According to my understanding there are some pretty solid seeming roadblocks to carrying out an index calculus on an elliptic curve over a finite field. The general strategy is to take points over $E(\mathbb{F}_p)$, lift them to points over $E(\mathbb{Q})$, and then hope that the curve over $\mathbb{Q}$ has high rank. The two major obstructions seem to be

  1. It is very hard to find elliptic curves over $\mathbb{Q}$ with high ranks, and

  2. It is highly unlikely to find a reasonable factor basis - that is, a collection of points on the curve with a bounded height.

This approach assumes that we lift the problem to one over the rationals $\mathbb{Q}$. I was wondering if anyone has any idea whether such an algorithm could be carried out by lifting the curve to an elliptic surface, i.e. an elliptic curve over the function field $\mathbb{F}_p(T)$ of some curve? At the very least we seem to know more about how the ranks of these things behave better than in the number field case.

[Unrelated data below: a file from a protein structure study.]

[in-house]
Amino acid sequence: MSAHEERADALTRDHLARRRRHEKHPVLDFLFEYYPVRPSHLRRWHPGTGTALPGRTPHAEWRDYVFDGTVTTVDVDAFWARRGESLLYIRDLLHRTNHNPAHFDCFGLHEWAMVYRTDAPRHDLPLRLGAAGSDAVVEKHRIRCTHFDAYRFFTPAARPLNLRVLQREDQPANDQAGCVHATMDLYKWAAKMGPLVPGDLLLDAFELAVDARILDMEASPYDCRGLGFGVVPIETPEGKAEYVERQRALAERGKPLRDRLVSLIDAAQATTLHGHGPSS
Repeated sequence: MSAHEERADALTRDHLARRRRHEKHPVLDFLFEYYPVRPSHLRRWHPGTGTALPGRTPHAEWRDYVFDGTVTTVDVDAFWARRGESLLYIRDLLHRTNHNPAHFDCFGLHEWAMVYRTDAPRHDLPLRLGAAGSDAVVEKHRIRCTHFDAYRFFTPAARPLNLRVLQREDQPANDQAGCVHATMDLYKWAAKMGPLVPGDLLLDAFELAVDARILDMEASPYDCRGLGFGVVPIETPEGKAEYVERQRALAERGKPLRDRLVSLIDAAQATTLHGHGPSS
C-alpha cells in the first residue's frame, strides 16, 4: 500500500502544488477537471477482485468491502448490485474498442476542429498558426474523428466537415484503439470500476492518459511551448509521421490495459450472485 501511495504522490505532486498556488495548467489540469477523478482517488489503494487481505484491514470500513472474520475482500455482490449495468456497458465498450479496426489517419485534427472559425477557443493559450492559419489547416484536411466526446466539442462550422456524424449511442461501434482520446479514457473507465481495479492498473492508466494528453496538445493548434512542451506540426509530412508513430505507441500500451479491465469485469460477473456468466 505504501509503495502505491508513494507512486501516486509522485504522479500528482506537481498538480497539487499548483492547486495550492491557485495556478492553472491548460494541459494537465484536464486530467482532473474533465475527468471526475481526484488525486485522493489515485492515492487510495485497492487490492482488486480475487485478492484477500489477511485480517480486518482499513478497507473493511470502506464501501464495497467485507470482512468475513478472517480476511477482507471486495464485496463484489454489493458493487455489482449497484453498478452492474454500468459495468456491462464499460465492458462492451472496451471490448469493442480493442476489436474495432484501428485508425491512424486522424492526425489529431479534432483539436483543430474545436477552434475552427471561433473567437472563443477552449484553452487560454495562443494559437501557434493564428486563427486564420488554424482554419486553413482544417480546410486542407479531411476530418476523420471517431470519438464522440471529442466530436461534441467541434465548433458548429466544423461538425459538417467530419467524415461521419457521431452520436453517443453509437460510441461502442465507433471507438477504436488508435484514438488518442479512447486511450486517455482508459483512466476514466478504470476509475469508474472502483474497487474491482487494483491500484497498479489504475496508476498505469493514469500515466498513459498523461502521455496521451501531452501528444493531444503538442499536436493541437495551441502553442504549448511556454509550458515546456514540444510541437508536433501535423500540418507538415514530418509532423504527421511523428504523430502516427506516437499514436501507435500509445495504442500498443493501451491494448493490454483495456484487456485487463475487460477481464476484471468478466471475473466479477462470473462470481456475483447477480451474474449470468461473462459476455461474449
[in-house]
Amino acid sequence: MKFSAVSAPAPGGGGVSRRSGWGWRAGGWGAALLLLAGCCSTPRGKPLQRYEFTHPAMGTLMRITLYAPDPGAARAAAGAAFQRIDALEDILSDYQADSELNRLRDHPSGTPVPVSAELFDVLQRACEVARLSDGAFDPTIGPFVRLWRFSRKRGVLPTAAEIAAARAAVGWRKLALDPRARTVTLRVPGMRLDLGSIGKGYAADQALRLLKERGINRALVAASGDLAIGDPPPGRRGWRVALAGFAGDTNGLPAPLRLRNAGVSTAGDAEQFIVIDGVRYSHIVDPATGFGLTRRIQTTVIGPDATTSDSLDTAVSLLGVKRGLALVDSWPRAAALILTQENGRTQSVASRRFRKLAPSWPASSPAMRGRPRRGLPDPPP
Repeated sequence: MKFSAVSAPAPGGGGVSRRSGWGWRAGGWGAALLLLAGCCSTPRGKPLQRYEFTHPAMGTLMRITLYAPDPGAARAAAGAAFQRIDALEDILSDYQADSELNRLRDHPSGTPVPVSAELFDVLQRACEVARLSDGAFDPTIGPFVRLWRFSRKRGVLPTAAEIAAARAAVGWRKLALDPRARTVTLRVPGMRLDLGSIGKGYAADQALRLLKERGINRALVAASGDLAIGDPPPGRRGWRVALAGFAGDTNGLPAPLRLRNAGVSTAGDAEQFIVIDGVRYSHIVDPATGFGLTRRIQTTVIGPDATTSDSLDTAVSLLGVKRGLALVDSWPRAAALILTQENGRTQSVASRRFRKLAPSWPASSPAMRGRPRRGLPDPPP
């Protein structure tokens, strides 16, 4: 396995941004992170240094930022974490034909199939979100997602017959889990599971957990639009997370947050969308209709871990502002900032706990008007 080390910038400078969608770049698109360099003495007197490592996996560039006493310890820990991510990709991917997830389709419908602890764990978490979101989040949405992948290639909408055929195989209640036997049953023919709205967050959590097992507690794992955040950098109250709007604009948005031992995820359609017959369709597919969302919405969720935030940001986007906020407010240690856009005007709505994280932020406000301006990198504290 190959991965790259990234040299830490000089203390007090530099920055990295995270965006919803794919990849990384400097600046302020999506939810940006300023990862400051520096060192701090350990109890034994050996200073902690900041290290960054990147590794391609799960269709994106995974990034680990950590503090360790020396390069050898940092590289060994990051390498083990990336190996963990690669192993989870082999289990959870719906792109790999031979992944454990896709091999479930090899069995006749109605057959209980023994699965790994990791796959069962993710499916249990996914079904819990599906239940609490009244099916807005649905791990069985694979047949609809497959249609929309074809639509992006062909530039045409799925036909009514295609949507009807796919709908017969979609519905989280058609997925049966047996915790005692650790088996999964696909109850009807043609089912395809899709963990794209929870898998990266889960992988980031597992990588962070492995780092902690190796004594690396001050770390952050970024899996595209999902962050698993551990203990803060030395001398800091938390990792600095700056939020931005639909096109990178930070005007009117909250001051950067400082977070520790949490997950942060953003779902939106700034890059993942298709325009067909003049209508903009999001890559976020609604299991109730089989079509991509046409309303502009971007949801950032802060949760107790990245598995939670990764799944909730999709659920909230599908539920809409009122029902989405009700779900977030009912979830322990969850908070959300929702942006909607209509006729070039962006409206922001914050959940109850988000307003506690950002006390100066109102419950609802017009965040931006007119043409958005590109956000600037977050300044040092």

I am not sure what I am asking even makes sense, so an explanation of its nonsense is welcome as well.

  • 1
    $\begingroup$ It is unlikely field of rational numbers is relevant in cryptography. "Lifting" sounds like reducing original problem of solving discrete logarithm for elliptic curve points to another problem in multiplicative group in some extension field. $\endgroup$ Nov 12 '16 at 9:51
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    $\begingroup$ @Vadym: Think at the number field sieve. $\endgroup$
    – user27950
    Nov 14 '16 at 6:45
  • $\begingroup$ Lifting in this sense is not lifting to an extension field, it is taking the problem to another field having the original base as a quotient in order to somehow take advantage of unique factorization in some ring of integers. $\endgroup$
    – rondo9
    Nov 14 '16 at 10:24
  • $\begingroup$ Probably related mathoverflow.net/questions/61055/… $\endgroup$ Nov 14 '16 at 16:36

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